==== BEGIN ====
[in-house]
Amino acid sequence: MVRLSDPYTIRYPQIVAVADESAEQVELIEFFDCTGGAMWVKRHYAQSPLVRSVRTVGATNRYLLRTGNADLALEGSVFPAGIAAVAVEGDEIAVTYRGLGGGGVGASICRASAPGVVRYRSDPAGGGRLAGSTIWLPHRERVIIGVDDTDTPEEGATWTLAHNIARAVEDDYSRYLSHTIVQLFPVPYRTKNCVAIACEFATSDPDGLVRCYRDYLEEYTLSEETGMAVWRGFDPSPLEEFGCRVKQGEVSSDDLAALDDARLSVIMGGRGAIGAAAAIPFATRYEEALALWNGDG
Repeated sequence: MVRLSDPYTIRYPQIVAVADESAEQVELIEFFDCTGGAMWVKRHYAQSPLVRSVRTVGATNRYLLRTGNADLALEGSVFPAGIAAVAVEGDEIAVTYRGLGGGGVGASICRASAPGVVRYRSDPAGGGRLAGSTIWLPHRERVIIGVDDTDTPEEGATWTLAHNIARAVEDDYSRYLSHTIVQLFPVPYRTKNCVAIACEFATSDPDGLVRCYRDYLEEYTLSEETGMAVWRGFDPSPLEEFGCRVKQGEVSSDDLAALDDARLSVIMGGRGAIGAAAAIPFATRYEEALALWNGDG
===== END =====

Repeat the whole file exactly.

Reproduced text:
[in-house]
Amino acid sequence: MVRLSDPYTIRYPQIVAVADESAEQVELIEFFDCTGGAMWVKRHYAQSPLVRSVRTVGATNRYLLRTGNADLALEGSVFPAGIAAVAVEGDEIAVTYRGLGGGGVGASICRASAPGVVRYRSDPAGGGRLAGSTIWLPHRERVIIGVDDTDTPEEGATWTLAHNIARAVEDDYSRYLSHTIVQLFPVPYRTKNCVAIACEFATSDPDGLVRCYRDYLEEYTLSEETGMAVWRGFDPSPLEEFGCRVKQGEVSSDDLAALDDARLSVIMGGRGAIGAAAAIPFATRYEEALALWNGDG
Repeated sequence: MVRLSDPYTIRYPQIVAVADESAEQVELIEFFDCTGGAMWVKRHYAQSPLVRSVRTVGATNRYLLRTGNADLALEGSVFPAGIAAVAVEGDEIAVTYRGLGGGGVGASICRASAPGVVRYRSDPAGGGRLAGSTIWLPHRERVIIGVDDTDTPEEGATWTLAHNIARAVEDDYSRYLSHTIVQLFPVPYRTKNCVAIACEFATSDPDGLVRCYRDYLEEYTLSEETGMAVWRGFDPSPLEEFGCRVKQGEVSSDDLAALDDARLSVIMGGRGAIGAAAAIPFATRYEEALALWNGDG